Student perspectives on a course on medical ethics in Saudi Arabia
واصفات البياناتعرض سجل المادة الكامل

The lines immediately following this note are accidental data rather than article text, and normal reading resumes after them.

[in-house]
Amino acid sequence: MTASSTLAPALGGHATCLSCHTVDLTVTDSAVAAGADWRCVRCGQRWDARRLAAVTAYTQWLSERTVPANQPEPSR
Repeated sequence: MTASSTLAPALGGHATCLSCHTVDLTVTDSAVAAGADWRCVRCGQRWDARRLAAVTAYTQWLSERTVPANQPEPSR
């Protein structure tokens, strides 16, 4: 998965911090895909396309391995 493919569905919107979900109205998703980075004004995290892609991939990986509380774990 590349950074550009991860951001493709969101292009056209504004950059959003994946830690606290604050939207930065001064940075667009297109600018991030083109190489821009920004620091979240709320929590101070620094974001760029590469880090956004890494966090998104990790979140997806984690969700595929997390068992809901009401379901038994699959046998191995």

Medical students face ethical issues as early as the first year of medical school. Teaching bioethics is challenging because medical students and some teachers make a distinction between hard science and so-called ‘soft’ ones like bioethics. Courses in ethics were taught in the first and third years at the College of Medicine at King Saud University, Riyadh, Saudi Arabia, at the time this study was conducted. The objective of this study was to determine the students’ perspectives of the courses and their attitudes towards teaching ethics. Methods: A predesigned, self-administered, piloted questionnaire was administered to all students in the third year. The questions covered the curriculum, the methods of instruction and the content of the course. Results: The response rate to 327 questionnaires distributed was 77%. Most students were satisfied with the course and its timing (84%), but more than 85% considered that the method of instruction should be changed to case-based teaching. A majority (89%) agreed that ethical issues based on Islamic fiqh (jurisprudence) should continue to be discussed, and they wished to discuss issues related to the doctor–patient relationship and professionalism. The students’ preferences for the topics to be covered were: brain death (76.8%), organ transplantation (72.4%), cosmetic surgery (68.8%), abortion (66.8%), terminal care (61.6%), reproduction (59.6%), doctors’ rights (56.4%), end-of-life issues (56%) and medical errors (45%). Conclusions: The medical students were satisfied with the course and its content but were dissatis- fied with the method of instruction. This was taken into consideration in subsequent years.